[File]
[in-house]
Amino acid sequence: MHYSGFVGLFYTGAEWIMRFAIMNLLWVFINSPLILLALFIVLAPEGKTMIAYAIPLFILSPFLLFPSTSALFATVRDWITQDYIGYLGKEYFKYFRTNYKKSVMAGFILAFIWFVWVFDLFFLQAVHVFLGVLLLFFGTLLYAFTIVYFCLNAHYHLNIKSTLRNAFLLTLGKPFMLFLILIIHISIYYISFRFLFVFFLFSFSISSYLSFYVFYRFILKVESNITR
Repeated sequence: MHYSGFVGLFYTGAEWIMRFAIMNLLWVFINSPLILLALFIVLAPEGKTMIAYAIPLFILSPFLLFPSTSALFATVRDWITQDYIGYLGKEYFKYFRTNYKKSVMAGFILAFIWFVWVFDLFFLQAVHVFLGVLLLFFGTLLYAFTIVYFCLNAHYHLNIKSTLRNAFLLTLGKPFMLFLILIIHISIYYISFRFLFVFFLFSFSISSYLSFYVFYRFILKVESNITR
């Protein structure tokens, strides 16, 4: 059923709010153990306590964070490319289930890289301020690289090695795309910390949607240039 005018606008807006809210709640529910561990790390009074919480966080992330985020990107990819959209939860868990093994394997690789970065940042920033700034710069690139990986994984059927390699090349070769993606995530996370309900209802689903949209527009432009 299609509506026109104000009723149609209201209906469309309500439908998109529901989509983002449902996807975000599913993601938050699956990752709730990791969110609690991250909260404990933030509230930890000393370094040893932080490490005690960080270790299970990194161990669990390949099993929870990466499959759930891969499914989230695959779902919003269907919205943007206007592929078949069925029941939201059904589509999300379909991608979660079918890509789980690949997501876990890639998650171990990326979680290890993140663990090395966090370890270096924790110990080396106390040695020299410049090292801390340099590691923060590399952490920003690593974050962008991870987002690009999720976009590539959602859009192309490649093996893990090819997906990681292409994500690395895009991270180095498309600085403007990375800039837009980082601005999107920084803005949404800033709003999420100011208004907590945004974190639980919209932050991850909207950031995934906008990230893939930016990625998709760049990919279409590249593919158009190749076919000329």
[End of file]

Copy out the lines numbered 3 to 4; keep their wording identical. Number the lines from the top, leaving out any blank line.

Repeated sequence: MHYSGFVGLFYTGAEWIMRFAIMNLLWVFINSPLILLALFIVLAPEGKTMIAYAIPLFILSPFLLFPSTSALFATVRDWITQDYIGYLGKEYFKYFRTNYKKSVMAGFILAFIWFVWVFDLFFLQAVHVFLGVLLLFFGTLLYAFTIVYFCLNAHYHLNIKSTLRNAFLLTLGKPFMLFLILIIHISIYYISFRFLFVFFLFSFSISSYLSFYVFYRFILKVESNITR
């Protein structure tokens, strides 16, 4: 059923709010153990306590964070490319289930890289301020690289090695795309910390949607240039 005018606008807006809210709640529910561990790390009074919480966080992330985020990107990819959209939860868990093994394997690789970065940042920033700034710069690139990986994984059927390699090349070769993606995530996370309900209802689903949209527009432009 299609509506026109104000009723149609209201209906469309309500439908998109529901989509983002449902996807975000599913993601938050699956990752709730990791969110609690991250909260404990933030509230930890000393370094040893932080490490005690960080270790299970990194161990669990390949099993929870990466499959759930891969499914989230695959779902919003269907919205943007206007592929078949069925029941939201059904589509999300379909991608979660079918890509789980690949997501876990890639998650171990990326979680290890993140663990090395966090370890270096924790110990080396106390040695020299410049090292801390340099590691923060590399952490920003690593974050962008991870987002690009999720976009590539959602859009192309490649093996893990090819997906990681292409994500690395895009991270180095498309600085403007990375800039837009980082601005999107920084803005949404800033709003999420100011208004907590945004974190639980919209932050991850909207950031995934906008990230893939930016990625998709760049990919279409590249593919158009190749076919000329």